Yangon — On this day in 1934, the Irrawaddy Flotilla Company (IFC), which monopolized inland river trade during the colonial period in Myanmar (then Burma), launched the first-ever air transport business in the country.
The Scottish-run firm started with an eight-seater seaplane flying once a week between Yangon (then Rangoon) and Mandalay, linking with the London-Rangoon route run by Imperial Airways.
The service predated by nearly six years the formation in June 1940 of the Burma Volunteer Air Unit from which grew Myanmar’s modern air force.
The firm employed pilots and engineers from Imperial Airways and then expanded to Mawlamyine (then Moulmein), Dawei (then Tavoy) and Myeik (then Mergui) along the coast of Tanintharyi (then Tenasserim).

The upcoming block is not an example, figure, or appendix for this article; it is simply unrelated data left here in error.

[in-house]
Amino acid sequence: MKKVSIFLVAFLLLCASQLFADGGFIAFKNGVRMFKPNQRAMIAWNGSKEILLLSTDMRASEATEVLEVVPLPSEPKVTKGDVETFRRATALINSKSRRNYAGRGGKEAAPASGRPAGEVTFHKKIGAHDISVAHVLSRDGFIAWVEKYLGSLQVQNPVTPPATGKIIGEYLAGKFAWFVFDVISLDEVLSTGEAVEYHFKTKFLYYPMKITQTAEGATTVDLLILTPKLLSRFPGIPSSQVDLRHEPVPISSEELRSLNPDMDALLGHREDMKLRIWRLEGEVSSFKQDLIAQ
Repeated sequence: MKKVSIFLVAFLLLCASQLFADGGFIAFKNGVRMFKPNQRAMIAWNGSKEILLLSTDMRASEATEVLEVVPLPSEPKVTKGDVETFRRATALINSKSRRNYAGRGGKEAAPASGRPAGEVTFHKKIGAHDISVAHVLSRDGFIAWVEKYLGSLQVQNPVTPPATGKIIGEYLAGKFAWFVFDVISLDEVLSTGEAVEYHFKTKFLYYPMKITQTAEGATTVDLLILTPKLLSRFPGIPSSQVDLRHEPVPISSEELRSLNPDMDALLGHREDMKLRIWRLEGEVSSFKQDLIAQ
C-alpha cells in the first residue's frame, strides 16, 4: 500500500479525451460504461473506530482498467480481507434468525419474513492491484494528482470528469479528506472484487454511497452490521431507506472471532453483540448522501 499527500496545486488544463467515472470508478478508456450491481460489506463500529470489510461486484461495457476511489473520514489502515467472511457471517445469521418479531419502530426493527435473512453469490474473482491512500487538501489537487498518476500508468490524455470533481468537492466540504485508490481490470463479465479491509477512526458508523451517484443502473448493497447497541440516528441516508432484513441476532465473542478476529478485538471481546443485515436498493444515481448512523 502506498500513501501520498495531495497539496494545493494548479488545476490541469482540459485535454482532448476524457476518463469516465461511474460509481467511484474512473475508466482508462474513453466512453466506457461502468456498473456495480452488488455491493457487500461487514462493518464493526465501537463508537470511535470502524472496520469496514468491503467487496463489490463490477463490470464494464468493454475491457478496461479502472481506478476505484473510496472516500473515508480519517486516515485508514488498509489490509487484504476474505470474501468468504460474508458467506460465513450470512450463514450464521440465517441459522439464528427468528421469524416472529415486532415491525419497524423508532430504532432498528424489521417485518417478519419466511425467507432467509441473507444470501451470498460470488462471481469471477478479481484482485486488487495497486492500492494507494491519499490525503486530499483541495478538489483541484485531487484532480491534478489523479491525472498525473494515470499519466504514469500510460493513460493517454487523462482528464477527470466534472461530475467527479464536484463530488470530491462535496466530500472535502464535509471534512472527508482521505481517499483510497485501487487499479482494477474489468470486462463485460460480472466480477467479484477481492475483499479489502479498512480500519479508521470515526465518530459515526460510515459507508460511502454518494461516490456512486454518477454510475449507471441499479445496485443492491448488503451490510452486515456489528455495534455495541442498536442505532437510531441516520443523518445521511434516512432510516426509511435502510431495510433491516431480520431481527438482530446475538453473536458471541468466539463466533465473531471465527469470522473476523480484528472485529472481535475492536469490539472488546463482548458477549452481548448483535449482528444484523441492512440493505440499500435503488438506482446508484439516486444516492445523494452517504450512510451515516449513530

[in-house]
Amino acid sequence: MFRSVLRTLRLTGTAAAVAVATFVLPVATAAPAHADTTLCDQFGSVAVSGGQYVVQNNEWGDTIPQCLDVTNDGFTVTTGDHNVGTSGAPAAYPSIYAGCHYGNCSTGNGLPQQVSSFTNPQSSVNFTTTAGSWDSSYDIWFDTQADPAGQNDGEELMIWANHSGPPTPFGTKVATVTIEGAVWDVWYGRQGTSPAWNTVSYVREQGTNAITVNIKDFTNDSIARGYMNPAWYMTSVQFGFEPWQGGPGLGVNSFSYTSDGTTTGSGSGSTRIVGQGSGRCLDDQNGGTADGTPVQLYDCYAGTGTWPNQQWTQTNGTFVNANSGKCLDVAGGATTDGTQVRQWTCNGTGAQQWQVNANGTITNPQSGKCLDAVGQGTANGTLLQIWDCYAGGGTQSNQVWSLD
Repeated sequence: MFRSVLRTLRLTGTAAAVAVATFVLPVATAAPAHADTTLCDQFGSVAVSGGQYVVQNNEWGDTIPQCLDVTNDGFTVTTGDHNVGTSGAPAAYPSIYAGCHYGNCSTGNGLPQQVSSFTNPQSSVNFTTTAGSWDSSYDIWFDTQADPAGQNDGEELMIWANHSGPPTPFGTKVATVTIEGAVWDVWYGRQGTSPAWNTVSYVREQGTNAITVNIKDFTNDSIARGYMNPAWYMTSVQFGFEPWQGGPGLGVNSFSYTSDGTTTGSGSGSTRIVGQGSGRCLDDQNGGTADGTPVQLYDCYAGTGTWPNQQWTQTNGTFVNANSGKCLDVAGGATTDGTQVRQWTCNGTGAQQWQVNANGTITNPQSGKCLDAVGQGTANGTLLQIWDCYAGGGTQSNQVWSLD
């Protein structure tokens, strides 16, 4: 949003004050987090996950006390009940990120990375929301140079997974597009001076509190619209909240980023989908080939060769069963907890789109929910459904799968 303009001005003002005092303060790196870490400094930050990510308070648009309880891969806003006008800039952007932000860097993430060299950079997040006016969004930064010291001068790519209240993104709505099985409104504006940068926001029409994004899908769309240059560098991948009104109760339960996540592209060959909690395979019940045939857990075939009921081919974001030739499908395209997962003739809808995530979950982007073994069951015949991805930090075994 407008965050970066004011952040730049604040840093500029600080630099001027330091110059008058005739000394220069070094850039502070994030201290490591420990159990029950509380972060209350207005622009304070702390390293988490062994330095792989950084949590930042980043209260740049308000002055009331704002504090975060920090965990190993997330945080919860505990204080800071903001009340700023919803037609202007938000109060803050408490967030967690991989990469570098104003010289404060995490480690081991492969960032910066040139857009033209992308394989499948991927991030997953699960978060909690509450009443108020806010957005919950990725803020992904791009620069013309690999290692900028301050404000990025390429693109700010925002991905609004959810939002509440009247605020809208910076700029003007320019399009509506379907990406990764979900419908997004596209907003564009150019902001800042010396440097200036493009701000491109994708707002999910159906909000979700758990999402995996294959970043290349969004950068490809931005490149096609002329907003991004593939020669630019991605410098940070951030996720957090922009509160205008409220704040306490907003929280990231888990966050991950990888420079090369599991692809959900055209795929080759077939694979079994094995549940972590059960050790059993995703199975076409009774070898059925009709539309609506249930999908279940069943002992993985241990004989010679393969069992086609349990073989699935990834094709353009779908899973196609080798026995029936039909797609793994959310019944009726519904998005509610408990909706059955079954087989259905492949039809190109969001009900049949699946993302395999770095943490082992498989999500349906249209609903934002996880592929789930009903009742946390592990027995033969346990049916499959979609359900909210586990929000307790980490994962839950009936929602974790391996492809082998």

The company then bought a foundry by the Pazundaung, which flows into the Yangon River, and transformed it into a small seaplane workshop. However, the company closed in 1938 as it did not receive support from the British government and too few people were ready for air travel. Two separate seaplane incidents were also a contributing factor.
Ten years after the company closed, the Ministry of Transport in the newly independent country launched domestic and overseas air travel.
Translated from Burmese by Thet Ko Ko
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